Thankfully, the Savoy’s boutique brunch is back to rescue us from Sundays spent sleeping off the aching guilt of our own gluttony. In a departure from the all-you-can-stuff-down smorgasbords touted by other hotels, the menu offers unlimited tapas-style appetisers with a main course, dessert, and the now-customary free flow of wine, beer and soft drinks.
A server advises my guest and me to order four or five appetisers between us. “They’re small,” she says. “Very small,” she adds. “Too small,” she continues, in an ominous linguistic slip. Given the opportunity to order as many dishes as we like, our natural human response is of course to order 12 of everything on the menu. Something about having to verbalise our greed, however, makes it feel decidedly uncouth. Quashed by the weight of social expectation, we stick with five
As it turns out, “very small” was right on the mark – our appetisers arrive on five doll’s-tea-party-sized dishes. Thankfully when the food is this good, size doesn’t matter. Among the stand-out flavours are the salmon tartare, which is light, fresh and refreshingly un-tampered with, and the steak tartare, seasoned with capers and cornichons – a delightfully balanced and tasty iteration of the classic dish. The indubitable star of the menu, however, is the chicken liver parfait – rich and smooth and served with a mouth-watering shallot confit. To hell with etiquette: Take my advice and order gallons of the stuff.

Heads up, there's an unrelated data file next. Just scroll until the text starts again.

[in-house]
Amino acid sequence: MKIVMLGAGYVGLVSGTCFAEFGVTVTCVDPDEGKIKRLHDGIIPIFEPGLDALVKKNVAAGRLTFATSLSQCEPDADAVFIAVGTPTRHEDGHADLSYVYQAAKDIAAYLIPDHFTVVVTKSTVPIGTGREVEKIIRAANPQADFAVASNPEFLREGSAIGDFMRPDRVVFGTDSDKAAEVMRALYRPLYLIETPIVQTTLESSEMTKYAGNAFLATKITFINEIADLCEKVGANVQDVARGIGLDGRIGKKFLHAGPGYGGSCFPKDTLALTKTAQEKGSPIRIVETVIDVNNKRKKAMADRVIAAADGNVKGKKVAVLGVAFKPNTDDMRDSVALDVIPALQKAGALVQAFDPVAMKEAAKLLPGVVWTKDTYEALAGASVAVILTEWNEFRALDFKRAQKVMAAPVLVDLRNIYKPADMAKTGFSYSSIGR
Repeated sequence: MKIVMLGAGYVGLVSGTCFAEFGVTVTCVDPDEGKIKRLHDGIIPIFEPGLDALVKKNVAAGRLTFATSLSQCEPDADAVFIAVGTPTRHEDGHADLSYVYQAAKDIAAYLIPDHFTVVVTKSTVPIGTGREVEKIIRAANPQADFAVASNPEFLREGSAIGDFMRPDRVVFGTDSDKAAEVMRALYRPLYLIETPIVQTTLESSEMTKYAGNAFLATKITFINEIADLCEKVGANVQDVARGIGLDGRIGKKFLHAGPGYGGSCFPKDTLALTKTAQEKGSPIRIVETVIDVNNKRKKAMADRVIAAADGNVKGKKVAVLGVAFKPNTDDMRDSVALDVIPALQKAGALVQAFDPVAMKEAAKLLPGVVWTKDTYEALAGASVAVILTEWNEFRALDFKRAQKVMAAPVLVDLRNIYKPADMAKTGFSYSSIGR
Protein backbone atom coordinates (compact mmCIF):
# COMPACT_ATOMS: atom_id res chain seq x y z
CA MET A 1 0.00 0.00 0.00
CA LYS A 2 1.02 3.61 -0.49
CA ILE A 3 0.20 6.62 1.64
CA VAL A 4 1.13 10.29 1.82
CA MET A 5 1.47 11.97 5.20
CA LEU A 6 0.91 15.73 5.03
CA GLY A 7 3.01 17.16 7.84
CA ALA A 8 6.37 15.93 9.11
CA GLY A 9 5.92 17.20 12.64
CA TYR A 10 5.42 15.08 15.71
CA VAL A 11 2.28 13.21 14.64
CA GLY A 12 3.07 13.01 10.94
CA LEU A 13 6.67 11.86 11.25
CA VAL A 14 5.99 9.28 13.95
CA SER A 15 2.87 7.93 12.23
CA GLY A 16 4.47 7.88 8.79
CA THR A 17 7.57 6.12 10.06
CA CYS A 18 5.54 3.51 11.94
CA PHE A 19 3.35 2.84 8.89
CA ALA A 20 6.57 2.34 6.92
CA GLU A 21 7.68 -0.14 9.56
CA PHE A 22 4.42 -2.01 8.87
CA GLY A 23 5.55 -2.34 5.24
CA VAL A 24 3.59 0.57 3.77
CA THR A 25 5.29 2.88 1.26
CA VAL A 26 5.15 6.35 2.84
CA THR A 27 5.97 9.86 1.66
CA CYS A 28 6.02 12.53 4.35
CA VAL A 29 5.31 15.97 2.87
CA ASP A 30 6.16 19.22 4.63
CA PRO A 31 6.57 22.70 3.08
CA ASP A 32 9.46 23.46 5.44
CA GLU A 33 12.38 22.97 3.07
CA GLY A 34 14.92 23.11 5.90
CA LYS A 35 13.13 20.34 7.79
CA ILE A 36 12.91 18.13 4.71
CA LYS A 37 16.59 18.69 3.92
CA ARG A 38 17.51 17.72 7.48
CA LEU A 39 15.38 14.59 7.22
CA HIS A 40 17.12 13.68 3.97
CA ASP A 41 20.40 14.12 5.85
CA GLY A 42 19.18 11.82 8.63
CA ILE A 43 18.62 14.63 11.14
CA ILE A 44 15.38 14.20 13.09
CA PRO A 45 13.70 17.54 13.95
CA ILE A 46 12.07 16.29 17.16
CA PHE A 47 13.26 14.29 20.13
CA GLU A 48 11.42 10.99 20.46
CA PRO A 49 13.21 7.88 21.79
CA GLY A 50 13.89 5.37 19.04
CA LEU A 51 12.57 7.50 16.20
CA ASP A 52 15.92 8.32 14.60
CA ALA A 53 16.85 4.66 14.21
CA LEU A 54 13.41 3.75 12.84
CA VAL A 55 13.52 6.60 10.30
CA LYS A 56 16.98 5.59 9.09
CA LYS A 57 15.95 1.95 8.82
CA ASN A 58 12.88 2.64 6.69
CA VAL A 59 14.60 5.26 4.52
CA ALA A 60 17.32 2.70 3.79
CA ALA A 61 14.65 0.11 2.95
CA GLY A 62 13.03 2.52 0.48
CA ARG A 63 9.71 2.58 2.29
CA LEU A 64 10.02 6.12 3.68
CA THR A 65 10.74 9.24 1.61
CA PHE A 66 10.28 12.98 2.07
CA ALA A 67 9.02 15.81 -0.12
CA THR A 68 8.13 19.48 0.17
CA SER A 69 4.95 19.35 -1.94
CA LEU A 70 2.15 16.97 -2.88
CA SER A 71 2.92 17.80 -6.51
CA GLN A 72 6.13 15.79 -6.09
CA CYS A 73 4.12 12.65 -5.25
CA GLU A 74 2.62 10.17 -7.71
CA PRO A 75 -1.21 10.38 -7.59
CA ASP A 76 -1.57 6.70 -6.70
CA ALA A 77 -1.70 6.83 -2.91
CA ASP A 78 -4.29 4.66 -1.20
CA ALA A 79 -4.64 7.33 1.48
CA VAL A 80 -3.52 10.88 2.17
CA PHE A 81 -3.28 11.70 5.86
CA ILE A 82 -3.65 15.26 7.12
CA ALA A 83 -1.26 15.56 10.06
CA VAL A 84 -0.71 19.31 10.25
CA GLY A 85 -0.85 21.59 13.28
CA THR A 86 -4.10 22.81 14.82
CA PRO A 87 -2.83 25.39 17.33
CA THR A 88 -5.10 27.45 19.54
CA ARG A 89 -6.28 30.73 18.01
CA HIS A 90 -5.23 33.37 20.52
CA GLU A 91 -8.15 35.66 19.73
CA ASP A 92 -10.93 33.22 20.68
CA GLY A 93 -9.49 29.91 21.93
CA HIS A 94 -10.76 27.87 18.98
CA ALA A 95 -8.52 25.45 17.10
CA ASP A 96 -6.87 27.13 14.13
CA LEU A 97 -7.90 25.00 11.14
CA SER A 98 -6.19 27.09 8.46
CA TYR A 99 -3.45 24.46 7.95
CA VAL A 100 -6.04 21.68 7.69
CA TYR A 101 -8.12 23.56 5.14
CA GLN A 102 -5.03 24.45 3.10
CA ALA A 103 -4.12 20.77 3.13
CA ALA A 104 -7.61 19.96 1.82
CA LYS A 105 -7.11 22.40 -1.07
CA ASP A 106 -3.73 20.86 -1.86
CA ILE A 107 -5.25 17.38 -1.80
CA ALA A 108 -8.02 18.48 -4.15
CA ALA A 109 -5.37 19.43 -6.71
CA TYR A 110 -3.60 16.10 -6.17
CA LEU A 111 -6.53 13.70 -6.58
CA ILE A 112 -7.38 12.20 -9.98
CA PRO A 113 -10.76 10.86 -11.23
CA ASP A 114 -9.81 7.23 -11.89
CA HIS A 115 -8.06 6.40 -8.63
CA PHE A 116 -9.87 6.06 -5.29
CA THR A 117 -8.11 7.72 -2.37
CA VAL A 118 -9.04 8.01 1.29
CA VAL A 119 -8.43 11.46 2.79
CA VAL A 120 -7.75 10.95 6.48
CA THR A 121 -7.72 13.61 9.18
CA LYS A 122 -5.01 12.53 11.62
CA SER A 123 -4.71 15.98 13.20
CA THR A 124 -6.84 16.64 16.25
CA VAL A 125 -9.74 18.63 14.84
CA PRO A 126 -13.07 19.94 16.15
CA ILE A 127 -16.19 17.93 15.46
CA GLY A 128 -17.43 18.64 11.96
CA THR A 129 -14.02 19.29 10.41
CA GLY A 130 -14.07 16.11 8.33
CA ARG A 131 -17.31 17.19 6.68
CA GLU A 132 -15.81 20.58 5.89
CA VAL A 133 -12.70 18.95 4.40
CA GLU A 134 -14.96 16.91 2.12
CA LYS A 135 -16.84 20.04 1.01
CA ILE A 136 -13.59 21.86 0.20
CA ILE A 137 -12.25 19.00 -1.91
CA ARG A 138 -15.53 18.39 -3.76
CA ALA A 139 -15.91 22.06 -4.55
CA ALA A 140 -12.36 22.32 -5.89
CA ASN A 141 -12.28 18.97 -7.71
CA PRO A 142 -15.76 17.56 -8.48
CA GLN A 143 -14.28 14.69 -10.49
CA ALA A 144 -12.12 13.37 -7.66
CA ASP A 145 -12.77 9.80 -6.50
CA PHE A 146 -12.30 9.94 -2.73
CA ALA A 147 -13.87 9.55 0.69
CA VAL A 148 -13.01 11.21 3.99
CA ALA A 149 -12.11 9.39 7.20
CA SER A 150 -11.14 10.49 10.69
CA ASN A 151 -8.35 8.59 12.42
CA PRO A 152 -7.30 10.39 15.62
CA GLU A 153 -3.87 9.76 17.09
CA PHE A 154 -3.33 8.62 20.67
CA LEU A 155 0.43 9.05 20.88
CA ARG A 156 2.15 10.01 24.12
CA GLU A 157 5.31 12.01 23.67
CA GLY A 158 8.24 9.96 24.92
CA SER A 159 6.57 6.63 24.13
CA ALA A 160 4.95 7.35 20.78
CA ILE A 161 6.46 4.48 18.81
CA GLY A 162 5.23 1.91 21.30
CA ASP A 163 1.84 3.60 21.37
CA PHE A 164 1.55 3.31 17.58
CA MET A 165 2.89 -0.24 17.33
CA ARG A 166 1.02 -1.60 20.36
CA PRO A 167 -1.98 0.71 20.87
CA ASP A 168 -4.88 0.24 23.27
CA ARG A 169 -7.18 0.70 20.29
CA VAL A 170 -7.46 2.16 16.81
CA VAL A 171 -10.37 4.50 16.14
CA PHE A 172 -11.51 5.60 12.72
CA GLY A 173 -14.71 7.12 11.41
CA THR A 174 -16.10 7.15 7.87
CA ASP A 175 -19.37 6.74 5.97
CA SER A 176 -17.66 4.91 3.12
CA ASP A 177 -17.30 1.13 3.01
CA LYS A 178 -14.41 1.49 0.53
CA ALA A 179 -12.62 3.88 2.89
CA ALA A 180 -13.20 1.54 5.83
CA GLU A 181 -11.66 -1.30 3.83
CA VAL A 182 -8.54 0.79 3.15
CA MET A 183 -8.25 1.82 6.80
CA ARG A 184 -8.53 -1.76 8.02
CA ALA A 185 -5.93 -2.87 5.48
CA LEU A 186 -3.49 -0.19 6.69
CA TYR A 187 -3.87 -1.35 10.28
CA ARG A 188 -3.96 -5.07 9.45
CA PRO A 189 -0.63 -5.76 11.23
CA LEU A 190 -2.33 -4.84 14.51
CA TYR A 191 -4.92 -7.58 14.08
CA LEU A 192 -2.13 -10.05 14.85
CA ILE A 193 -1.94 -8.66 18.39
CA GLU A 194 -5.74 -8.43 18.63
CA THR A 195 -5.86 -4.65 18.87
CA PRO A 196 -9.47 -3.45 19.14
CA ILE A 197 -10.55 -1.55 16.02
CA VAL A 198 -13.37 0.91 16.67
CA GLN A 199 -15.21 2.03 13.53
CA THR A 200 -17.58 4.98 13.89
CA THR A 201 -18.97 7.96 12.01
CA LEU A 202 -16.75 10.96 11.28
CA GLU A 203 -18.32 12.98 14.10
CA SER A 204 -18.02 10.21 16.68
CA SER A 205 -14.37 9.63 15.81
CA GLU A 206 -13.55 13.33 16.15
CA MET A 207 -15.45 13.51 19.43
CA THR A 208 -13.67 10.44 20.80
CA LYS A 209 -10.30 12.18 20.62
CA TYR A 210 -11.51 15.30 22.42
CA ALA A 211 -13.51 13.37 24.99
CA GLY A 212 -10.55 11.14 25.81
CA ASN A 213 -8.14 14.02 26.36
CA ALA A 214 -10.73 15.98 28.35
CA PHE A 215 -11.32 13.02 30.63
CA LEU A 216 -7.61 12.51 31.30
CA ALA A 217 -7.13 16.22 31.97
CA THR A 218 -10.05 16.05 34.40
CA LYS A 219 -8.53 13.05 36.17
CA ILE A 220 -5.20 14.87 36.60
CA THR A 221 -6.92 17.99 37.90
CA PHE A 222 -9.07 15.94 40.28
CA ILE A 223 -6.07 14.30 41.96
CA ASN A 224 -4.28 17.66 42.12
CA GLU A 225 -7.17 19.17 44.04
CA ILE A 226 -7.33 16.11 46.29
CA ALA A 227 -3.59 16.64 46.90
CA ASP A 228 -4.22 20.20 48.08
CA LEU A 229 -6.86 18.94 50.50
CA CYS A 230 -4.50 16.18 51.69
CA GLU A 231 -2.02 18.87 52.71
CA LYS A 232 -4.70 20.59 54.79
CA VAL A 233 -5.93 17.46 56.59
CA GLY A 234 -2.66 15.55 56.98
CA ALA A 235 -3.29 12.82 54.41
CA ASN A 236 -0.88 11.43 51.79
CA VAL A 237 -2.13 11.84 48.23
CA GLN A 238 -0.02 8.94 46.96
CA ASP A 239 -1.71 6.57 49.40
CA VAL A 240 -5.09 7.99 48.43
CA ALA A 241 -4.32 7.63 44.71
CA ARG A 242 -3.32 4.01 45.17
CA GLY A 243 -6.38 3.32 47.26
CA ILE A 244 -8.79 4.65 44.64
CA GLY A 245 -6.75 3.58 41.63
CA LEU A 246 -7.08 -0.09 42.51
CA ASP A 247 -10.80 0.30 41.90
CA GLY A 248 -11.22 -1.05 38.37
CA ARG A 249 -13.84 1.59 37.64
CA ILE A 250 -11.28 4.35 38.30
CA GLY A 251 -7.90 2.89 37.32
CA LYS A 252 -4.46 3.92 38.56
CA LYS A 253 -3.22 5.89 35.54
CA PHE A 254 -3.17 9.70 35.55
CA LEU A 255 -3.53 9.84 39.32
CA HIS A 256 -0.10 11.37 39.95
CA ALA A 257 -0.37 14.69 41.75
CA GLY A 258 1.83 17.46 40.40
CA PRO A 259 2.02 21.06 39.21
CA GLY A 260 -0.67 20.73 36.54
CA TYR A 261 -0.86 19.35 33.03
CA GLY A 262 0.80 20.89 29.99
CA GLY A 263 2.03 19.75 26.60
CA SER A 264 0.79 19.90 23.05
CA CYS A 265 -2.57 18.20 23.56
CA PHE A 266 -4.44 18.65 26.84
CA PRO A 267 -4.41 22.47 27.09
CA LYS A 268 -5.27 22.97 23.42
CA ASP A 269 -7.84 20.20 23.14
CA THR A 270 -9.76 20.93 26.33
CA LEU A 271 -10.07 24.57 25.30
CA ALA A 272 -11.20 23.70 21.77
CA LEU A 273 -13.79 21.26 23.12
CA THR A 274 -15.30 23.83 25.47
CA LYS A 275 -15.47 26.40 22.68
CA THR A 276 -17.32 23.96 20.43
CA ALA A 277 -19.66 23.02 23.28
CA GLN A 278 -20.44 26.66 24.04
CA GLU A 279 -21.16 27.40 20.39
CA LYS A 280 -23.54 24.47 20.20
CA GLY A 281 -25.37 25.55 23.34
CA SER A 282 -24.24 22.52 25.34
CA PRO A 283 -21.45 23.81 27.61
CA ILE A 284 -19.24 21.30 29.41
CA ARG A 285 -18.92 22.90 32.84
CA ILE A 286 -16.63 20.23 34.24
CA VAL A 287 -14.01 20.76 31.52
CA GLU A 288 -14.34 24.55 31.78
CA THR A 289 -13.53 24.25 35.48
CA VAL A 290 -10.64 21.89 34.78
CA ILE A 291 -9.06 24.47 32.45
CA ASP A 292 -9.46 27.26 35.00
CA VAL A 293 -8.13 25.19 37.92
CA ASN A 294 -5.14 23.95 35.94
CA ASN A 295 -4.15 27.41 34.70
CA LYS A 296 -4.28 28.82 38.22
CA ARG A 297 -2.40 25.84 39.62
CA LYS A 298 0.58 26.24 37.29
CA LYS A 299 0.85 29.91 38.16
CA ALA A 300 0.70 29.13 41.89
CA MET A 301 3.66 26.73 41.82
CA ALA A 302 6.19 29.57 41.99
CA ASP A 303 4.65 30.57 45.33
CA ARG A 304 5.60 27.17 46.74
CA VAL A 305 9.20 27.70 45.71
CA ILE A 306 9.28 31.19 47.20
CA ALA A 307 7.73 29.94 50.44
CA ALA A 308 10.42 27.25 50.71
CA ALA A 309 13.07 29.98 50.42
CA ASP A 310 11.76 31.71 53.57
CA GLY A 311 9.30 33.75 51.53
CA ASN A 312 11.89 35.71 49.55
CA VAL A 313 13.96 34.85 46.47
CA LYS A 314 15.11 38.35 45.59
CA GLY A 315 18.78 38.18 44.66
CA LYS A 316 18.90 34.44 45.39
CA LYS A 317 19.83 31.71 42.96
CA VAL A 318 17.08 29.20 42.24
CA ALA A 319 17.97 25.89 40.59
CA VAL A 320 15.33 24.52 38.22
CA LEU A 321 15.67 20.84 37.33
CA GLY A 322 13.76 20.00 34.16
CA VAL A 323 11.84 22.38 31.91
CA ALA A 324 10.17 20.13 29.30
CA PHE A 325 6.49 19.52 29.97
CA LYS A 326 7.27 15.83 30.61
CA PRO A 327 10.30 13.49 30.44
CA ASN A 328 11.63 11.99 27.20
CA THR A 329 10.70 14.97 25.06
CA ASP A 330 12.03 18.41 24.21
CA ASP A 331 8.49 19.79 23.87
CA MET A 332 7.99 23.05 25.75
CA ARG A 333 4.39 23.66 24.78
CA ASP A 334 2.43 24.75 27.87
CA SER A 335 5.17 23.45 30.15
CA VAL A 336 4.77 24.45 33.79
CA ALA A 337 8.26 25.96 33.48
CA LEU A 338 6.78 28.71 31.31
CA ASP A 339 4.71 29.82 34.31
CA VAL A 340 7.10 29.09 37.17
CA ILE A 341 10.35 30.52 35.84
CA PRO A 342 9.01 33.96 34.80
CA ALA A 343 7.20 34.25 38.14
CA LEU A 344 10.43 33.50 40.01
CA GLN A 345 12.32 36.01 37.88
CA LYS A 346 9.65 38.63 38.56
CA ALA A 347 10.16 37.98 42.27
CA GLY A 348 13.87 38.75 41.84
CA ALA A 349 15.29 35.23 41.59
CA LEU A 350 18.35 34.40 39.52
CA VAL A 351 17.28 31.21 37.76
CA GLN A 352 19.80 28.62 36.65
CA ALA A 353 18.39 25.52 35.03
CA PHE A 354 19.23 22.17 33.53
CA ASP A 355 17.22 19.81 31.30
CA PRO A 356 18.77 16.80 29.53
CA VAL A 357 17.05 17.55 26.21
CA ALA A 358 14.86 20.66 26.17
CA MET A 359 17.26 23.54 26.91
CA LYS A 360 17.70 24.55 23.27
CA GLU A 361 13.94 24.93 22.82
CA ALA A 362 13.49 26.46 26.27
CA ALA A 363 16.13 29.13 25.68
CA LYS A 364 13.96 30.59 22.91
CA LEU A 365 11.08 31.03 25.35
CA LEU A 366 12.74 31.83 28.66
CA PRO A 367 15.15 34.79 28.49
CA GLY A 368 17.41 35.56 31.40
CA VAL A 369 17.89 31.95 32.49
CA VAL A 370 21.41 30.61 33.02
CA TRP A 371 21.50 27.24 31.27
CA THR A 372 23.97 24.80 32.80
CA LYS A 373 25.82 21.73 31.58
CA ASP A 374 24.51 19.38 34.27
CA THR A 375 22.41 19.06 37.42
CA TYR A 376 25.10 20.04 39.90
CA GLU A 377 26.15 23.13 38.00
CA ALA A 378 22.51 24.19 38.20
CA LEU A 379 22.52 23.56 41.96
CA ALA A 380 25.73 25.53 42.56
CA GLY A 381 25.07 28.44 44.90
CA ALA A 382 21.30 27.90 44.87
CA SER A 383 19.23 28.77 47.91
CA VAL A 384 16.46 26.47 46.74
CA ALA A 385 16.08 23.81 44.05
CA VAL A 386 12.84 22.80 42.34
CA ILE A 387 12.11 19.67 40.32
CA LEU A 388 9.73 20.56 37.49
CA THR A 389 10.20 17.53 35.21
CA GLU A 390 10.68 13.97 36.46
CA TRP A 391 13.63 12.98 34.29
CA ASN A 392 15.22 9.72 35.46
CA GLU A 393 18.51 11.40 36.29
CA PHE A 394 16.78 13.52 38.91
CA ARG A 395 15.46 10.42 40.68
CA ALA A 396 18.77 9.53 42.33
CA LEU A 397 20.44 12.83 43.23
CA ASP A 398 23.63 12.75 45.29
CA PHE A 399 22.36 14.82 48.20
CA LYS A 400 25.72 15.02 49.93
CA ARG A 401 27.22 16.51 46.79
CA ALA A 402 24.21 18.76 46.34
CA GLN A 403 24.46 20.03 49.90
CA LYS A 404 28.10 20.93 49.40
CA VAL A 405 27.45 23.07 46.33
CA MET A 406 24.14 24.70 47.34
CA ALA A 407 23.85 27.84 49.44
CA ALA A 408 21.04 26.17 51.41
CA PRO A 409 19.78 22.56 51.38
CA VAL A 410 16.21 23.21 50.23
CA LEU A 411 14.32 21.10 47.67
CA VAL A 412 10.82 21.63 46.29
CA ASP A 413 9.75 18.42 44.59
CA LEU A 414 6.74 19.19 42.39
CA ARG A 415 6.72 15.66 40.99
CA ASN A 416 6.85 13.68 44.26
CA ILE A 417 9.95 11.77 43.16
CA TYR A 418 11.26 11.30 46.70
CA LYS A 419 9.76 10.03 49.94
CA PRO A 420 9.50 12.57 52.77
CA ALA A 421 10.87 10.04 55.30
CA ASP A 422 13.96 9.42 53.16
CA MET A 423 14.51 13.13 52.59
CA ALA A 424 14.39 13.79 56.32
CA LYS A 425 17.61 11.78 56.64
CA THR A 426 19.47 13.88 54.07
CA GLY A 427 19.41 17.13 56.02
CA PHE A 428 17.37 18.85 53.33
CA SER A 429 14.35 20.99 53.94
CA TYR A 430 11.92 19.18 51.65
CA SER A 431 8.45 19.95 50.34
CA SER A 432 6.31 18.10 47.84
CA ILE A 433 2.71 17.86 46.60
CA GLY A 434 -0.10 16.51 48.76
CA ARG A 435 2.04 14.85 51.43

After these five glorious bites, things start to go a bit off-piste. The so-called “Sunday Roast”, which arrives without even a whiff of a potato, is disappointing. The bearnaise sauce is a limp substitute for gravy, and the slab of beef is so tough that I feel a pang of annar for the poor US cow that gave its life for it. Unable to cut through it, I send it back to the kitchen. The flaky seared salmon with stuffed squid I choose to replace it is not unpleasing. But it is not mind-blowing either.
Sadly, my dessert doesn’t fare much better. The apple crumble with vanilla sauce is not served with vanilla sauce at all, but with chocolate ice cream. I mean, really? I ask the waitress what happened and she promptly whisks my plate away, only to return it with vanilla ice cream instead. It’s better, but with the sickly sugar crumble it’s still tooth-achingly sweet. Happily, the passion fruit cheesecake is zesty, light and delicious – go for that one instead.
Despite a few teething problems, there’s something about Savoy’s brunch that makes it feel just right. The service is outstanding, if a bit confused (we are asked for our dessert order three times), and the staff catered to all of my picky requests. The wine, which is excellent, was kept generously topped up too: Unlike at some “free-flow” brunches, you don’t have to face the shame of ordering your 17th glass. Providing you don’t skimp on appetisers, if you’re looking to spend US$31 per head it’s not a bad bang for your buck.
Most importantly, the atmosphere is lively, the brunch long and lazy, and the elegant Kipling restaurant has a touch of special occasion about it. There’s no doubt about it – this is the way brunch should be.
Heck, even my mother would approve.